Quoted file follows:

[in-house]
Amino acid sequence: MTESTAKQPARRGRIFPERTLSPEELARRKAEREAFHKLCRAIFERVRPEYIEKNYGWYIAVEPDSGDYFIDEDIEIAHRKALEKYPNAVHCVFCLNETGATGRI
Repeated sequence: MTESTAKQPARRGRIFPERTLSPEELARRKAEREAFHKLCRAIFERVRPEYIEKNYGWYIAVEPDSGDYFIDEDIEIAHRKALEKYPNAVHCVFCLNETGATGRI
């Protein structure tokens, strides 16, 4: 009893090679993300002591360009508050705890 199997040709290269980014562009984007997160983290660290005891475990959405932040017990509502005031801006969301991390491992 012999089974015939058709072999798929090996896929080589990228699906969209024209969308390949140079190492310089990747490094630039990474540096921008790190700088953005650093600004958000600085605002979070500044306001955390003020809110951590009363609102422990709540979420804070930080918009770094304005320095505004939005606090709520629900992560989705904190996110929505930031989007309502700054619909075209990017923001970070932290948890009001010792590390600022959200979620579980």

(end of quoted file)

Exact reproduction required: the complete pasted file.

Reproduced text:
[in-house]
Amino acid sequence: MTESTAKQPARRGRIFPERTLSPEELARRKAEREAFHKLCRAIFERVRPEYIEKNYGWYIAVEPDSGDYFIDEDIEIAHRKALEKYPNAVHCVFCLNETGATGRI
Repeated sequence: MTESTAKQPARRGRIFPERTLSPEELARRKAEREAFHKLCRAIFERVRPEYIEKNYGWYIAVEPDSGDYFIDEDIEIAHRKALEKYPNAVHCVFCLNETGATGRI
């Protein structure tokens, strides 16, 4: 009893090679993300002591360009508050705890 199997040709290269980014562009984007997160983290660290005891475990959405932040017990509502005031801006969301991390491992 012999089974015939058709072999798929090996896929080589990228699906969209024209969308390949140079190492310089990747490094630039990474540096921008790190700088953005650093600004958000600085605002979070500044306001955390003020809110951590009363609102422990709540979420804070930080918009770094304005320095505004939005606090709520629900992560989705904190996110929505930031989007309502700054619909075209990017923001970070932290948890009001010792590390600022959200979620579980």